CpSc 875. John D. McGregor Class 2 - ADD. Example architecture – Android device. The primary structure here is “layer.” Code in a layer may only “know about” code in “ lower” layers . Why?. Single aviation system with multiple tasks all with access to kernel.
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John D. McGregor
Class 2 - ADD
Attribute-Driven Design (ADD), Version 2.0
ByRob Wojcik, Felix Bachmann, Len Bass, Paul Clements, Paulo Merson, Robert Nord, and Bill Wood
An SEI Technical Report: CMU/SEI-2006-TR-023
1. current knowledge of the architecture
− if it is the only element you can choose (e.g., the entire system or the last element left)
− the number of dependencies it has with other elements of the system (e.g., many or few dependencies)
2. risk and difficulty
− how difficult it will be to achieve the element’s associated requirements
− how familiar you are with how to achieve the element’s associated requirements
− the risk involved with achieving the element’s associated requirements
3. business criteria
− the role the element plays in incremental development of the system
− the role it plays in incremental releases of functionality (i.e., subsetability)
− whether it will be built, purchased, licensed, or used as open source
− the impact it has on time to market
− whether it will be implemented using legacy components
− the availability of personnel to address a component
4. organizational criteria
− the impact it has on resource utilization (e.g., human and computing re-sources)
− the skill level involved with its development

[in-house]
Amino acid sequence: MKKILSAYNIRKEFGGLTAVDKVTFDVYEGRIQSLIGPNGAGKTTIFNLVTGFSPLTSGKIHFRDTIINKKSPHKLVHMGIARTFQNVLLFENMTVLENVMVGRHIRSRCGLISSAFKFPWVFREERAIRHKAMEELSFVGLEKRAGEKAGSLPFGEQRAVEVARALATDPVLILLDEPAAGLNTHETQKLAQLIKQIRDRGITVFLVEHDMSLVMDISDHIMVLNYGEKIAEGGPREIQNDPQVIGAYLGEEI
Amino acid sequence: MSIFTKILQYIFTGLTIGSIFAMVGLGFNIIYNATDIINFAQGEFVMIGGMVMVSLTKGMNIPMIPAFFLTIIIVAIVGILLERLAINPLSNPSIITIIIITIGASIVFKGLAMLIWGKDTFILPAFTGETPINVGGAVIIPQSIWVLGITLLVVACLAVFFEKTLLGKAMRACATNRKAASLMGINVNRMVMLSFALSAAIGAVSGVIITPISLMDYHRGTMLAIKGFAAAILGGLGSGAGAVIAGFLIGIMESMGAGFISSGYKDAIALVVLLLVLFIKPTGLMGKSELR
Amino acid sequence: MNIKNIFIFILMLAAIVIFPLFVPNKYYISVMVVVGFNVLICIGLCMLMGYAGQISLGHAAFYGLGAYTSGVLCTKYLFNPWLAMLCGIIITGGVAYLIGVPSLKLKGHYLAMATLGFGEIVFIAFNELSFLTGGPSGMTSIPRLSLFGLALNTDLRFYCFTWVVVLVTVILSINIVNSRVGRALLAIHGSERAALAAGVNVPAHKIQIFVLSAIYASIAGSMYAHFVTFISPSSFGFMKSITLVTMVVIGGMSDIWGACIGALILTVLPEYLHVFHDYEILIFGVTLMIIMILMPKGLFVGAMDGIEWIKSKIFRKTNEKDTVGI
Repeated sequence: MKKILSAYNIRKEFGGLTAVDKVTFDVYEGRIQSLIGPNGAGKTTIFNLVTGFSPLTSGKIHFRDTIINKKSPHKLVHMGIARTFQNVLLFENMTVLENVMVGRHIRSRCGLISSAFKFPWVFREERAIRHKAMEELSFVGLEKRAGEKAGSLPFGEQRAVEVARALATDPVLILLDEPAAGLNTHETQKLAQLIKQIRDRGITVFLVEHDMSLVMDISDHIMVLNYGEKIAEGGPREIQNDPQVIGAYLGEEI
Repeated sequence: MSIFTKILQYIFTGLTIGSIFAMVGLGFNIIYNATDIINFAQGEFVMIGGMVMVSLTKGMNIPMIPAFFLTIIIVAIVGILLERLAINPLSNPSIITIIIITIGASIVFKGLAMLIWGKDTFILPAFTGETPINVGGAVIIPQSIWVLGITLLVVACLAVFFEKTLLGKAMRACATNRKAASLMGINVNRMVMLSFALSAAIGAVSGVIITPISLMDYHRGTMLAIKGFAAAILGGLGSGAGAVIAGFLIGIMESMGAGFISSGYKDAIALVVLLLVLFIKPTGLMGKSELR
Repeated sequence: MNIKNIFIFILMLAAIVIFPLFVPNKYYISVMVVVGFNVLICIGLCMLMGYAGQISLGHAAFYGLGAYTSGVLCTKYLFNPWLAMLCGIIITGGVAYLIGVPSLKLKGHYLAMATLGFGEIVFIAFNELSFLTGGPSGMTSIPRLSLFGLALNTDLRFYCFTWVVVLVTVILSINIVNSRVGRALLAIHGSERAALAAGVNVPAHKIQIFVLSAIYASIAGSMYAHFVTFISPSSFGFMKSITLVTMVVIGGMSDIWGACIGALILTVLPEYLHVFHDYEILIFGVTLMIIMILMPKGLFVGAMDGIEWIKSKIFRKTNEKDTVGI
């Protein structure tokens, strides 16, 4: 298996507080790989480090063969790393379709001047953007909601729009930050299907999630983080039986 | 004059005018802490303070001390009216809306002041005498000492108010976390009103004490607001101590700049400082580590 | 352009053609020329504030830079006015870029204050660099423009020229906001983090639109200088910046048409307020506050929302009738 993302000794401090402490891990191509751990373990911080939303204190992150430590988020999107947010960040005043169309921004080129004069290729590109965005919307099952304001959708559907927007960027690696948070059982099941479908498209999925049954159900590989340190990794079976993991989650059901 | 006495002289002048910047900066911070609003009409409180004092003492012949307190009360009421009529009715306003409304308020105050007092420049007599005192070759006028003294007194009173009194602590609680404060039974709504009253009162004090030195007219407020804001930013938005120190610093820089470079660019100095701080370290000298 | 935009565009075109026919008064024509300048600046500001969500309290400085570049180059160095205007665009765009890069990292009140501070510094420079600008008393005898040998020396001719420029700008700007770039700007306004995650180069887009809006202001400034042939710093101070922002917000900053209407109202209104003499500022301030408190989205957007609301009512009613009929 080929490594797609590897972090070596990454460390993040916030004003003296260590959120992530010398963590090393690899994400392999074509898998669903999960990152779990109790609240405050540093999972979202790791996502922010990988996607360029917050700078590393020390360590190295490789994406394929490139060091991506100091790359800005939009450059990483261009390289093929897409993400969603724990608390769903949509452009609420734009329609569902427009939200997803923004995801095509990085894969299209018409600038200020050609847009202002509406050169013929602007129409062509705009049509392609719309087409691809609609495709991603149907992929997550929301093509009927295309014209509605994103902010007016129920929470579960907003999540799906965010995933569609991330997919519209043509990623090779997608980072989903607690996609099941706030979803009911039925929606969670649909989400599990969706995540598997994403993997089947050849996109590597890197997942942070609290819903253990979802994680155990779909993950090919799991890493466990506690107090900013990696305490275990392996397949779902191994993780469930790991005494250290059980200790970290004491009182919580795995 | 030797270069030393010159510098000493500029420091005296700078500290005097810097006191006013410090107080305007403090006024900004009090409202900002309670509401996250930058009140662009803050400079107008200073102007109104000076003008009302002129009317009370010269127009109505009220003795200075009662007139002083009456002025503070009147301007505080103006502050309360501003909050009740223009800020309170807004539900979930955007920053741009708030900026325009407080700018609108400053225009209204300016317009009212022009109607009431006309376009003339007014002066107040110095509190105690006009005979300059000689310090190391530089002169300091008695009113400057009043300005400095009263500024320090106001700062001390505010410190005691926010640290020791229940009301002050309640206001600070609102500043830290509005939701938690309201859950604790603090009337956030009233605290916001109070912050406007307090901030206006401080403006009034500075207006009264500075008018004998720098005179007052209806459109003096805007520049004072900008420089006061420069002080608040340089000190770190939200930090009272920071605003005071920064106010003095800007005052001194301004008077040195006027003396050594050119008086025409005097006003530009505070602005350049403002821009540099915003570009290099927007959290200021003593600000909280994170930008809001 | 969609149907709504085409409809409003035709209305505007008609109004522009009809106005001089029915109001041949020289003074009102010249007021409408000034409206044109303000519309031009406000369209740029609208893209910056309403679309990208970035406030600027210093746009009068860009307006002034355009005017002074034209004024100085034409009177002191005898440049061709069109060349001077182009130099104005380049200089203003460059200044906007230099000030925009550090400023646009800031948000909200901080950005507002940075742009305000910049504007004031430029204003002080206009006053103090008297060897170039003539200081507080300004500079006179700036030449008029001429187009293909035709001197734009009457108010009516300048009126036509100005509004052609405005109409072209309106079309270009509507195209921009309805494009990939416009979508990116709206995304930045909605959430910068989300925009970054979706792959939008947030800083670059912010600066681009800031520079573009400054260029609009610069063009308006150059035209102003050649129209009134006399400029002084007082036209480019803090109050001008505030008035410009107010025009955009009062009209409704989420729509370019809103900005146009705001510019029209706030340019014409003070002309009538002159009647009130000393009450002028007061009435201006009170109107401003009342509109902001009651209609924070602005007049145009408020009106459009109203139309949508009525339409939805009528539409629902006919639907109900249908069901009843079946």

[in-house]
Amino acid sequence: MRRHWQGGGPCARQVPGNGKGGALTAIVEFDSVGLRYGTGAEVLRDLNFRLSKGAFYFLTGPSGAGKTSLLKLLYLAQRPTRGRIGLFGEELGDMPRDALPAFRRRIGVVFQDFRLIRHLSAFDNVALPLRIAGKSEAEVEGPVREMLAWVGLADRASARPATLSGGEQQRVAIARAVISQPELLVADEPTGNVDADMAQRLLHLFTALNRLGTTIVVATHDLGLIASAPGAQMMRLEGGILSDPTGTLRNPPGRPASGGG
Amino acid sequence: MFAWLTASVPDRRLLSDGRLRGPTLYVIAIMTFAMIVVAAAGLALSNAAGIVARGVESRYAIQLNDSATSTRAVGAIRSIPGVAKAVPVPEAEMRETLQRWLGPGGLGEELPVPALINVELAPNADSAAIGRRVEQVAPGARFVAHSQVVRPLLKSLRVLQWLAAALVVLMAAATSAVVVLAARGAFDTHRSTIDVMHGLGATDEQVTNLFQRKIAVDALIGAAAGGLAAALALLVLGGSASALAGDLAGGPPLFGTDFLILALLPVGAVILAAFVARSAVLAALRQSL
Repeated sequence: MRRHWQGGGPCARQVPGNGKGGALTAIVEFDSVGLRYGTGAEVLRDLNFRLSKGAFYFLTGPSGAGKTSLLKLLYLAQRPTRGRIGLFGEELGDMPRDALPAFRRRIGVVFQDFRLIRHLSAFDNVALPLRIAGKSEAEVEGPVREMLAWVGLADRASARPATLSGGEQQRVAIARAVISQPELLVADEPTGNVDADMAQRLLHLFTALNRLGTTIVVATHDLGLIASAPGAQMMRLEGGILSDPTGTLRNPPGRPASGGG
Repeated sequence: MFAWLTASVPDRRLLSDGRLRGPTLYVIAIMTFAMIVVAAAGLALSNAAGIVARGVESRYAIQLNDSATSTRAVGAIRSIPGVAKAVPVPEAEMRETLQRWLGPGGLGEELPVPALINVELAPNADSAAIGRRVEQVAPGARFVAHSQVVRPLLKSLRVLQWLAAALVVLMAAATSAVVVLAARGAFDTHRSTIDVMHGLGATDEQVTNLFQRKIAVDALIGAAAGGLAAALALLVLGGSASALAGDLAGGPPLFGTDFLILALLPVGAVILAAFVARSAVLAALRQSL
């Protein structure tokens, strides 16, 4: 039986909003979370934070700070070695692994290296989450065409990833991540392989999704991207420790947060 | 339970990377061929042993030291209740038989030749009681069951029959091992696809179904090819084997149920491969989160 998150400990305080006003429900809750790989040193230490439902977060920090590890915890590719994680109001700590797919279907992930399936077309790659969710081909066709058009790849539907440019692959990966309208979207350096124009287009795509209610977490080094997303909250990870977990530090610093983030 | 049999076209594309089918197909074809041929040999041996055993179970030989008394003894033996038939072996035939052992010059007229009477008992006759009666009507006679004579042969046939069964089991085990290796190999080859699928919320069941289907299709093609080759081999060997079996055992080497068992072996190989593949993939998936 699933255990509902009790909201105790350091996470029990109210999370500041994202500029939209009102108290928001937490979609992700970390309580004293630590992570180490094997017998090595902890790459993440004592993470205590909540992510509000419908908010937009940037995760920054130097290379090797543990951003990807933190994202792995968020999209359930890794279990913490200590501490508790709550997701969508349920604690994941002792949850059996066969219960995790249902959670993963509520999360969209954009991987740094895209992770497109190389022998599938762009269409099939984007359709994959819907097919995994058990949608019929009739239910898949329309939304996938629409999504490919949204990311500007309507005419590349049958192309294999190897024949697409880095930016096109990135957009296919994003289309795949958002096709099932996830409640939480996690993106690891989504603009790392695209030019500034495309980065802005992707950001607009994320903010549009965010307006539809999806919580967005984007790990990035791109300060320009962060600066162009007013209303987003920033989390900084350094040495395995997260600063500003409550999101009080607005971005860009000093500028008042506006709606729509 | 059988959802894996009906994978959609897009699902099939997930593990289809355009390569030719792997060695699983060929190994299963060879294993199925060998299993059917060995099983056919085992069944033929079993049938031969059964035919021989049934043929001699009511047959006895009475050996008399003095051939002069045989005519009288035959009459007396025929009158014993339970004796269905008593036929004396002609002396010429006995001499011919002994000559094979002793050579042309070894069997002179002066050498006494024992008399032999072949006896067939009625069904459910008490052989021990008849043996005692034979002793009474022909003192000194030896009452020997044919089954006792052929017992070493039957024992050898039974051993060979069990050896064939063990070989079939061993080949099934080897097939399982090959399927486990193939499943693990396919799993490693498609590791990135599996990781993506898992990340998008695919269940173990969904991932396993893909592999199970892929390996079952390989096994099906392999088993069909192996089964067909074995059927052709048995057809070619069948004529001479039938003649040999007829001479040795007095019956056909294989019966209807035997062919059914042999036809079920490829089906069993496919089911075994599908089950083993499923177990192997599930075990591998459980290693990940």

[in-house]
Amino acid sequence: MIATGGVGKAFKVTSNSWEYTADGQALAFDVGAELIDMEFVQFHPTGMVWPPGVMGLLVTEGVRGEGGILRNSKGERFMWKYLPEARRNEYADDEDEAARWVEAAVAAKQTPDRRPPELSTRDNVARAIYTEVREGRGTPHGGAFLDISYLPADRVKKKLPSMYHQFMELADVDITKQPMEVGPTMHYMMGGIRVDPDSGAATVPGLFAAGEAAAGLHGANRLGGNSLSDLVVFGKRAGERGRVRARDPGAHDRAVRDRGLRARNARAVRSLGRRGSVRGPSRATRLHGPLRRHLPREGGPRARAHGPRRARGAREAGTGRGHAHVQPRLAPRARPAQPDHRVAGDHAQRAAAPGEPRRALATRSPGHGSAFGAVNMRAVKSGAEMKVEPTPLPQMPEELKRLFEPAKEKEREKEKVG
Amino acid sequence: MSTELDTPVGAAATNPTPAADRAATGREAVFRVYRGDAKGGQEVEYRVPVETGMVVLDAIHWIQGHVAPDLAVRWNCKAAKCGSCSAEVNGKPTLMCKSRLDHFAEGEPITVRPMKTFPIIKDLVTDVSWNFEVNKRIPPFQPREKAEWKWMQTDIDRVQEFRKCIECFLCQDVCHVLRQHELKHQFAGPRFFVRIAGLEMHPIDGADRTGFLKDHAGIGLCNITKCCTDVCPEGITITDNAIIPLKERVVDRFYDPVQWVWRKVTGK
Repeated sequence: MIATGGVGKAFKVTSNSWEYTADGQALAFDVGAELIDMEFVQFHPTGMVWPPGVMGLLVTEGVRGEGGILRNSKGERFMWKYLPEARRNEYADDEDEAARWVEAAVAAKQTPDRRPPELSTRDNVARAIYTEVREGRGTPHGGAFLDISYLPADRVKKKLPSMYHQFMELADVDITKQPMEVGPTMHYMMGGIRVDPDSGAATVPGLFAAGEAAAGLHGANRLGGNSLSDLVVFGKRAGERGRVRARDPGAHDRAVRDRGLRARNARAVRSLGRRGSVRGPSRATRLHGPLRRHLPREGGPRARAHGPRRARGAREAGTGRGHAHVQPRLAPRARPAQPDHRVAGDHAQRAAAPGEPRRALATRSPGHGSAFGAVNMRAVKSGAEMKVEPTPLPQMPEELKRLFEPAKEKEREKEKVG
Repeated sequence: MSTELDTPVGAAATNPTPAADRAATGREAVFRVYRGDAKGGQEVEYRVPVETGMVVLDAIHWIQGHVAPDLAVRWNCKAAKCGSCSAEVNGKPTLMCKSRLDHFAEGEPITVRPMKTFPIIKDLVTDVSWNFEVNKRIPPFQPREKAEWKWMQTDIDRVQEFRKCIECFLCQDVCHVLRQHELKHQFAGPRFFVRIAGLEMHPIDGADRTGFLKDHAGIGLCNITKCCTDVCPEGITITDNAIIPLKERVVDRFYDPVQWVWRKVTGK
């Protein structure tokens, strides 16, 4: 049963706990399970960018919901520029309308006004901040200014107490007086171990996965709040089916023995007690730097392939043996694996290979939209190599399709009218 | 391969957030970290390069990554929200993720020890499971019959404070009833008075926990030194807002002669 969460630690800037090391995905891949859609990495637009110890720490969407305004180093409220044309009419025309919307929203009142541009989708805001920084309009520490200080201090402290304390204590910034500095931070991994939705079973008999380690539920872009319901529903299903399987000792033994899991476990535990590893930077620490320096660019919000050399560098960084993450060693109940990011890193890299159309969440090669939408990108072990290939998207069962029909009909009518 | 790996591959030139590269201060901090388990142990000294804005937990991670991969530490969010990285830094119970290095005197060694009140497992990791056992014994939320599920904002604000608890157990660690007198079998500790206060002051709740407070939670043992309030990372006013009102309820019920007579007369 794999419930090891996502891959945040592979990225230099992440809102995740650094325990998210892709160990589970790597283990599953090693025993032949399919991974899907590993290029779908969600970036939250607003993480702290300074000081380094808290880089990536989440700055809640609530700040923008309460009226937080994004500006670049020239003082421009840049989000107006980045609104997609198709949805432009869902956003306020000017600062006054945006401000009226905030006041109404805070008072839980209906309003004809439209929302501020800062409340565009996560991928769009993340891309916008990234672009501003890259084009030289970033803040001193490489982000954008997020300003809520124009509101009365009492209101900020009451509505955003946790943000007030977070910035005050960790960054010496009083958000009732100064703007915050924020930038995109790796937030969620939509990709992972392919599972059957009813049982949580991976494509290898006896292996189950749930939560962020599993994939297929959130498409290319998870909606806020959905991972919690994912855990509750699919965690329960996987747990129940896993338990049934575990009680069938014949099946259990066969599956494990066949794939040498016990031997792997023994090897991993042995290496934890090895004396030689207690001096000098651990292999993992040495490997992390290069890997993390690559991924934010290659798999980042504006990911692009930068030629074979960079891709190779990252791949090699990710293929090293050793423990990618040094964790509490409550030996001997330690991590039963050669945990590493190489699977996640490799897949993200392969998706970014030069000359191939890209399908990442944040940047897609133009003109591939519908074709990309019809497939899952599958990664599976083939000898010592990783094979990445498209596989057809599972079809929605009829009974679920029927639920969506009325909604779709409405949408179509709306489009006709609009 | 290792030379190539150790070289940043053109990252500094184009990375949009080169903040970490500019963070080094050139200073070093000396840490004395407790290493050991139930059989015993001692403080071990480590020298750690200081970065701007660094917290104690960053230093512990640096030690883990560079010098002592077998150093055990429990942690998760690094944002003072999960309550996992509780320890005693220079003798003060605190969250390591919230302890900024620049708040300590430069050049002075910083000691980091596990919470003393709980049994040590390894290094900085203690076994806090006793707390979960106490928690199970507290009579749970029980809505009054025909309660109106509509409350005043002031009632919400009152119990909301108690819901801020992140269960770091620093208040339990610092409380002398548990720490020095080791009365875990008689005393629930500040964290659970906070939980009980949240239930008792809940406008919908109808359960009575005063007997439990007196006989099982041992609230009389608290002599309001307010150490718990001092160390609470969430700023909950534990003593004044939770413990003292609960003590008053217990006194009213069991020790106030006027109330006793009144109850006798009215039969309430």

− the impact it has on improving development skills in the organization
− someone of authority selected it
Bluetooth hardware and software
1. Identify the design concerns that are associated with the candidate architectural drivers. For example, for a quality attribute requirement regarding avail-ability, the major design concerns might be fault prevention, fault detection, and fault recovery [Bass 03].
2. For each design concern, create a list of alternative patterns that address the concern.6 Patterns on the list are derived from
− your knowledge, skills, and experience about which patterns might be appropriate
− known architectural tactics for achieving quality attributes [Bass 03] If a candidate architectural driver concerns more than one quality attribute, multiple tactics may apply.
− other sources such as books, papers, conference materials, search engines, commercial products, and so forth
For each pattern on your list, you should
- a. identify each pattern’s discriminating parameters to help you choose among the patterns and tactics in the list. For example, in any restart pattern (e.g., warm restart, cold restart), the amount of time it takes for a restart is a discriminating parameter. For patterns used to achieve modifiability (e.g., layering), a discriminating parameter is the number of dependencies that exist between elements in the pattern.
- b. estimate the values of the discriminating parameters
3. Select patterns from the list that you feel are most appropriate for satisfying the candidate architectural drivers. Record the rationale for your selections. To decide which patterns are appropriate